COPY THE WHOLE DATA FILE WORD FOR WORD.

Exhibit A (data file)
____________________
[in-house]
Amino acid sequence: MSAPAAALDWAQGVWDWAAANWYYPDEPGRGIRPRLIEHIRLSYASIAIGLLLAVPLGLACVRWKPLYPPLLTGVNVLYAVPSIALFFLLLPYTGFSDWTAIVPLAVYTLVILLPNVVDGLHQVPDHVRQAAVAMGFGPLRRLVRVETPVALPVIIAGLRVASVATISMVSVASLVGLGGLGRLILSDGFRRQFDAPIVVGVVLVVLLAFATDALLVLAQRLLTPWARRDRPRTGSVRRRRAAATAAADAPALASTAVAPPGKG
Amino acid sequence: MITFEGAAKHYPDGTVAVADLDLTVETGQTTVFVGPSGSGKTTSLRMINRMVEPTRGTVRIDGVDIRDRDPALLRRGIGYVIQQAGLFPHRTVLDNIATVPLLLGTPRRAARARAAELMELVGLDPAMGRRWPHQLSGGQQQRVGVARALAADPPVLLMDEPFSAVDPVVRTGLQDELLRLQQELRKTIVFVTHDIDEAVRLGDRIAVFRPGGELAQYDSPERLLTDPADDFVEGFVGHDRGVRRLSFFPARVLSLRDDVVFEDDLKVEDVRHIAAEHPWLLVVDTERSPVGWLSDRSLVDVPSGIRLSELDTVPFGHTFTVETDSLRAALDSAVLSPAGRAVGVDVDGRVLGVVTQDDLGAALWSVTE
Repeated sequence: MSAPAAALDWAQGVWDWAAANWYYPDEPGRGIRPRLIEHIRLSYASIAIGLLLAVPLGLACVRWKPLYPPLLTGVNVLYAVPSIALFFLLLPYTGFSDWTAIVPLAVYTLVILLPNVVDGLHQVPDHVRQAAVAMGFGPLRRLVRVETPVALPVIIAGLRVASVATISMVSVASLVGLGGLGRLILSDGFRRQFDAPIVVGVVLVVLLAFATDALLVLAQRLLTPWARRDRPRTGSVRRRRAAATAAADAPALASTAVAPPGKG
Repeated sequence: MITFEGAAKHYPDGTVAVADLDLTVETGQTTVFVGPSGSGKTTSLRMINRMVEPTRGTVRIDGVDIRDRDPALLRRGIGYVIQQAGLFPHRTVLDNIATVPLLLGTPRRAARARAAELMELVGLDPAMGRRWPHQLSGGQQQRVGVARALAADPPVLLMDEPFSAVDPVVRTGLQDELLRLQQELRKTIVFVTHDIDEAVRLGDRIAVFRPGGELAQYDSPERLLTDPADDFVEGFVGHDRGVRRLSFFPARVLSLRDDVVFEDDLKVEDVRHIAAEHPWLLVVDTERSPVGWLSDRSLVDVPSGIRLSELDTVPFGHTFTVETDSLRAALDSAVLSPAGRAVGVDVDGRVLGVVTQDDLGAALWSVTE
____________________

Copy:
[in-house]
Amino acid sequence: MSAPAAALDWAQGVWDWAAANWYYPDEPGRGIRPRLIEHIRLSYASIAIGLLLAVPLGLACVRWKPLYPPLLTGVNVLYAVPSIALFFLLLPYTGFSDWTAIVPLAVYTLVILLPNVVDGLHQVPDHVRQAAVAMGFGPLRRLVRVETPVALPVIIAGLRVASVATISMVSVASLVGLGGLGRLILSDGFRRQFDAPIVVGVVLVVLLAFATDALLVLAQRLLTPWARRDRPRTGSVRRRRAAATAAADAPALASTAVAPPGKG
Amino acid sequence: MITFEGAAKHYPDGTVAVADLDLTVETGQTTVFVGPSGSGKTTSLRMINRMVEPTRGTVRIDGVDIRDRDPALLRRGIGYVIQQAGLFPHRTVLDNIATVPLLLGTPRRAARARAAELMELVGLDPAMGRRWPHQLSGGQQQRVGVARALAADPPVLLMDEPFSAVDPVVRTGLQDELLRLQQELRKTIVFVTHDIDEAVRLGDRIAVFRPGGELAQYDSPERLLTDPADDFVEGFVGHDRGVRRLSFFPARVLSLRDDVVFEDDLKVEDVRHIAAEHPWLLVVDTERSPVGWLSDRSLVDVPSGIRLSELDTVPFGHTFTVETDSLRAALDSAVLSPAGRAVGVDVDGRVLGVVTQDDLGAALWSVTE
Repeated sequence: MSAPAAALDWAQGVWDWAAANWYYPDEPGRGIRPRLIEHIRLSYASIAIGLLLAVPLGLACVRWKPLYPPLLTGVNVLYAVPSIALFFLLLPYTGFSDWTAIVPLAVYTLVILLPNVVDGLHQVPDHVRQAAVAMGFGPLRRLVRVETPVALPVIIAGLRVASVATISMVSVASLVGLGGLGRLILSDGFRRQFDAPIVVGVVLVVLLAFATDALLVLAQRLLTPWARRDRPRTGSVRRRRAAATAAADAPALASTAVAPPGKG
Repeated sequence: MITFEGAAKHYPDGTVAVADLDLTVETGQTTVFVGPSGSGKTTSLRMINRMVEPTRGTVRIDGVDIRDRDPALLRRGIGYVIQQAGLFPHRTVLDNIATVPLLLGTPRRAARARAAELMELVGLDPAMGRRWPHQLSGGQQQRVGVARALAADPPVLLMDEPFSAVDPVVRTGLQDELLRLQQELRKTIVFVTHDIDEAVRLGDRIAVFRPGGELAQYDSPERLLTDPADDFVEGFVGHDRGVRRLSFFPARVLSLRDDVVFEDDLKVEDVRHIAAEHPWLLVVDTERSPVGWLSDRSLVDVPSGIRLSELDTVPFGHTFTVETDSLRAALDSAVLSPAGRAVGVDVDGRVLGVVTQDDLGAALWSVTE